The sales process is long and challenging, so taking a moment to recognize hard-fought battles, new deals, and other wins can really motivate and set the right tone.
Treat every win like it counts, no matter how big or small. Call special attention to those crushing their numbers since it not only boosts morale but shows others that those goals are attainable. This process of recognizing achievements is easy to skip, but don’t do it. Taking even just a few minutes to celebrate with your team at the beginning of your meeting can make the rest of your agenda easier to swallow.
Before the meeting, you should designate a certain timeframe for specific subjects, and consider pushing them to another meeting if they take too long to cover.
On top of that, be considerate of other people’s time by not letting employees ramble or get off topic for too long. If their individual issues and conversations take up too much of the team’s time, then consider conducting mini one-on-one meetings with individual salespeople throughout the week. Those mini-meetings are the perfect opportunity to go over their sales dashboard and discuss individual concerns and questions or conduct specific training, freeing up meeting time for more pressing topics.
Maximizing attendance and productivity is all about sticking to your schedule. The last thing you want to do is let meetings creep past the allotted time because it tells your team that you don’t respect their time. If you let meetings run long, even by a few minutes, you could be inadvertently interrupting scheduled calls or meetings your salespeople had planned, costing them sales or breaking precious promises to customers.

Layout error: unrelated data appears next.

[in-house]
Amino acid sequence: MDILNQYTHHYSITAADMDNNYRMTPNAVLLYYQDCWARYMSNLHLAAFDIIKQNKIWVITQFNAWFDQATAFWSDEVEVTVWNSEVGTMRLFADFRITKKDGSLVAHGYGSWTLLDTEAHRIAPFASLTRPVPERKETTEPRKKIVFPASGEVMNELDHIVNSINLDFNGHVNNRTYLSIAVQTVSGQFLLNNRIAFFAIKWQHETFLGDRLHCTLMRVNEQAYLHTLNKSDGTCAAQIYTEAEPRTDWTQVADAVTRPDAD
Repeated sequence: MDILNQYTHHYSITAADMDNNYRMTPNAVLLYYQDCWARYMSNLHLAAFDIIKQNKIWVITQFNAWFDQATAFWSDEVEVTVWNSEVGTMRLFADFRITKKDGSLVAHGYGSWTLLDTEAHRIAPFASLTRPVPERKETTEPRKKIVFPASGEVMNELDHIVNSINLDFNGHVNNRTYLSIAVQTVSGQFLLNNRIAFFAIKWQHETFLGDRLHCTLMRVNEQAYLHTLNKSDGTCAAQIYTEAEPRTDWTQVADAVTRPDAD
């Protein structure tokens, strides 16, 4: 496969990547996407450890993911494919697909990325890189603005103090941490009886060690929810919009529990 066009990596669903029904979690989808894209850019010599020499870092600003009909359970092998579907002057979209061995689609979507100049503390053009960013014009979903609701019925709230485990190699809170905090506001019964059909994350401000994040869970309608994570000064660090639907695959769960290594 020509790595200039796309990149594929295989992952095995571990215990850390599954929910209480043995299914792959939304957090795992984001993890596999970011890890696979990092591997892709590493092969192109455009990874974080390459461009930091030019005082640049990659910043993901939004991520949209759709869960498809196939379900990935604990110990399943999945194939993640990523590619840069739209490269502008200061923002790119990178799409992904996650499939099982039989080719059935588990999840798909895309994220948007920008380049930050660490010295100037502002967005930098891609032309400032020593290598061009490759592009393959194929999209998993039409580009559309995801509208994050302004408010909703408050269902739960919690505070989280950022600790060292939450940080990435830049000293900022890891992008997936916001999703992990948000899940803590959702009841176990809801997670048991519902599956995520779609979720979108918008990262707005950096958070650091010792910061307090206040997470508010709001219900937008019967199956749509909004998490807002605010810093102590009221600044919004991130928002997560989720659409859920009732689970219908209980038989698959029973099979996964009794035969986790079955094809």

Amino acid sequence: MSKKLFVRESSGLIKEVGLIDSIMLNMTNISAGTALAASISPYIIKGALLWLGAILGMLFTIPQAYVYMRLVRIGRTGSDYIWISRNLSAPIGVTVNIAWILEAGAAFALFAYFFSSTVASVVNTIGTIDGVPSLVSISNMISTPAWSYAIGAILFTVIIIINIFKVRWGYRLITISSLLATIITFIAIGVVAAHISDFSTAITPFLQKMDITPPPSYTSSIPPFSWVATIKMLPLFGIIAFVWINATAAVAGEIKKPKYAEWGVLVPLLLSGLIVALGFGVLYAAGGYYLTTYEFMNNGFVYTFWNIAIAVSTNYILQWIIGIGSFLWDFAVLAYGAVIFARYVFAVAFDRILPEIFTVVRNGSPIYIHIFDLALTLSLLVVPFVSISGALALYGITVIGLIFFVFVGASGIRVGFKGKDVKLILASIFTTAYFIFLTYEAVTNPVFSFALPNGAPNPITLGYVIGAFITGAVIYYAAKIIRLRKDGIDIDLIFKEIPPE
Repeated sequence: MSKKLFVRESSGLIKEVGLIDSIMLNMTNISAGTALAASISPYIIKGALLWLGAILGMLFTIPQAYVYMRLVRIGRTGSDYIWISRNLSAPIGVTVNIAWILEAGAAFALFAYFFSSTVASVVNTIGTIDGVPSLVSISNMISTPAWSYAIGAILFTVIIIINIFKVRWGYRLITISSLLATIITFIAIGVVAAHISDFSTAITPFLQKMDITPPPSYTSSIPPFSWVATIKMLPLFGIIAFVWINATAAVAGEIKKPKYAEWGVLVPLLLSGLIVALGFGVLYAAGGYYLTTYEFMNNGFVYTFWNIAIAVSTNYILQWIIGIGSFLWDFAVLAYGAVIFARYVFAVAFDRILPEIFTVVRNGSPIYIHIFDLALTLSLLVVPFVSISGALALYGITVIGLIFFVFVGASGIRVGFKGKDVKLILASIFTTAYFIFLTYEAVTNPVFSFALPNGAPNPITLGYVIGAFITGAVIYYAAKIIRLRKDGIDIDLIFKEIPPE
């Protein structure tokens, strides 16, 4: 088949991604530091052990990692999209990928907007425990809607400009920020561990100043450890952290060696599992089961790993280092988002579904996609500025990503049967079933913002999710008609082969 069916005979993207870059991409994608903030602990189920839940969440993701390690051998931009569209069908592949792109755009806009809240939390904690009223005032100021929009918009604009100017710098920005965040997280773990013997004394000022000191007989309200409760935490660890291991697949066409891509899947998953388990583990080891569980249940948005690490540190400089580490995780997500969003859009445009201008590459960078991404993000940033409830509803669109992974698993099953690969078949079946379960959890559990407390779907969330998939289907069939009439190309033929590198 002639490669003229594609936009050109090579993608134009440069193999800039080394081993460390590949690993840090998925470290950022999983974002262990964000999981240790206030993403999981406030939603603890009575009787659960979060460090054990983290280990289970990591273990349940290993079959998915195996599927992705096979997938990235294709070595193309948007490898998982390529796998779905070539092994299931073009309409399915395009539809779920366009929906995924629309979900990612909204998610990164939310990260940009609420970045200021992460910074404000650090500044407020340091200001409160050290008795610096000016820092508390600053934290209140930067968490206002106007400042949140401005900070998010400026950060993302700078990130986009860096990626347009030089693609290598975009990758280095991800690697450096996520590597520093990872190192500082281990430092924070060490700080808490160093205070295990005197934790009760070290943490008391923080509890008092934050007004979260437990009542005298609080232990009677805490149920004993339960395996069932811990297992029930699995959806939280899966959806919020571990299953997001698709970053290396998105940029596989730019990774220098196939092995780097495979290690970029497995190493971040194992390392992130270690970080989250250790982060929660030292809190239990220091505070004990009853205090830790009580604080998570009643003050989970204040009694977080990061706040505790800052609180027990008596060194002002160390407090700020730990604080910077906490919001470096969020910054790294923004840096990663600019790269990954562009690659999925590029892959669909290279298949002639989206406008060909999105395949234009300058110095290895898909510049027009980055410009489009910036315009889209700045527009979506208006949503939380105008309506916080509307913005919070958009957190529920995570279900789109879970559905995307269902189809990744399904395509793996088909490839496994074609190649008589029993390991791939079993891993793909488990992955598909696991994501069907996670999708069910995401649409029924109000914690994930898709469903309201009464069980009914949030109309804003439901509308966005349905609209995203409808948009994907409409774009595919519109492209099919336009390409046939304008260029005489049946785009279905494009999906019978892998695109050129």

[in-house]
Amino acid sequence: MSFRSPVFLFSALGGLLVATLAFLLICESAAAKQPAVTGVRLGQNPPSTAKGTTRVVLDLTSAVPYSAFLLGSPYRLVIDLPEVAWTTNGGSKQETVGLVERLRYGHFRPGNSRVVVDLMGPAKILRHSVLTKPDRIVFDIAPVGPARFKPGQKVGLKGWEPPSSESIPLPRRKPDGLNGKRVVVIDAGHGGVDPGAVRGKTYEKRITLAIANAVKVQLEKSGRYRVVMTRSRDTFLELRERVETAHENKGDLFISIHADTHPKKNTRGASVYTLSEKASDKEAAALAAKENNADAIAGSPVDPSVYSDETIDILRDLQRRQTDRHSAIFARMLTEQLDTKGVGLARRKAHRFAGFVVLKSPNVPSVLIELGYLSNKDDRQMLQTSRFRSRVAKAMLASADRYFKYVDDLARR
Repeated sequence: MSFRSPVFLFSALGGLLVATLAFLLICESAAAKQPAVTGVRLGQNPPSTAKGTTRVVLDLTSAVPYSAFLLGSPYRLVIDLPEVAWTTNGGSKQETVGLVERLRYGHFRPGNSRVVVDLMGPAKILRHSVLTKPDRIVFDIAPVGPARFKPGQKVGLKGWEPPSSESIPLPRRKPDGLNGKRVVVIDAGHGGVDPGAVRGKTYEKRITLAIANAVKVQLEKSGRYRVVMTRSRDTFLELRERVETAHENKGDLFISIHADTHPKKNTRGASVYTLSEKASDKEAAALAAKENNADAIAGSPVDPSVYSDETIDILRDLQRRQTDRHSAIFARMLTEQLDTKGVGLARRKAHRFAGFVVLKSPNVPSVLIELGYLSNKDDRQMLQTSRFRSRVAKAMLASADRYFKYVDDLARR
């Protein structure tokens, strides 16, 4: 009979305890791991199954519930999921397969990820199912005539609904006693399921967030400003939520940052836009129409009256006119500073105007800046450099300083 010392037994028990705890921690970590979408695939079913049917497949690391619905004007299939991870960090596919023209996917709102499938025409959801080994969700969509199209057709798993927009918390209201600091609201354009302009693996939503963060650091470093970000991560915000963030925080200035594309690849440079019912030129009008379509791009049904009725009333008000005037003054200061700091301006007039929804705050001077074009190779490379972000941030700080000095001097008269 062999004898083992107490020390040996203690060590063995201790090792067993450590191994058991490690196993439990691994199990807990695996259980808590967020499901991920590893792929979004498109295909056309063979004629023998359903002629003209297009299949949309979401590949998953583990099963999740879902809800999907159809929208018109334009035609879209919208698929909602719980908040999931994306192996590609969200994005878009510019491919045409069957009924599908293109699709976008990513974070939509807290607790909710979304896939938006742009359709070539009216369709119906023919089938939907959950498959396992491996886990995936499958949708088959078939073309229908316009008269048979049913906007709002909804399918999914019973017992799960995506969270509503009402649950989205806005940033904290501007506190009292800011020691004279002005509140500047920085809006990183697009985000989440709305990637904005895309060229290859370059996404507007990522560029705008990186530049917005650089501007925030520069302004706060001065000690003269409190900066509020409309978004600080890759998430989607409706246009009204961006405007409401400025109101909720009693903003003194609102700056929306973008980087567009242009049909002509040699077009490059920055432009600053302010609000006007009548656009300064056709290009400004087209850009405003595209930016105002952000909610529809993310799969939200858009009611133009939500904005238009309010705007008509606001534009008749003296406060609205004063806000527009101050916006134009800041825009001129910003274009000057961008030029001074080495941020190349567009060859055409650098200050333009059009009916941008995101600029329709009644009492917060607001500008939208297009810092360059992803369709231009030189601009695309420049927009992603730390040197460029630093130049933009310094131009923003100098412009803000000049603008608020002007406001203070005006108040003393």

True meeting productivity means having the right people with the right tools in the right place so decisions can be made. Invite all decision-makers for the tasks you want to tackle so that you can make real progress.
It’s also a good practice to start integrating your meetings with other departments if their input is necessary to create a plan or make decisions on certain subjects. Consider inviting representatives from your marketing and product teams to your weekly sales meeting so they can be aware of your team’s strategies and concerns and offer assistance as needed.
In the whirlwind of discussions, it’s easy to forget crucial details, action items, and decisions made during the meeting. Of course, if no one remembers what happened in a meeting, you won’t get much out of it. That’s why meeting minutes are one of the most important sales meeting best practices.
Designate someone to take notes during the meeting, or better yet, record the session if possible. Document key points, action items, and responsibilities assigned to individuals.
Make sure you end meetings with action items so that everyone knows what to bring for the next meeting. Clearly outline what the expectations are as they relate to customer or prospect cultivation.
It can also be helpful to send out a reminder before the next meeting so no one forgets their tasks.
Holding a productive sales team meeting isn’t rocket science, but it definitely takes a little finesse, some consistent tweaking, and a dash of luck. With enough foresight and planning, you can turn your sales meetings into productive sessions that your team actually looks forward to.
How do you keep your sales team meetings productive and on track? Tell us in the comments below, or tweet us @nutshell!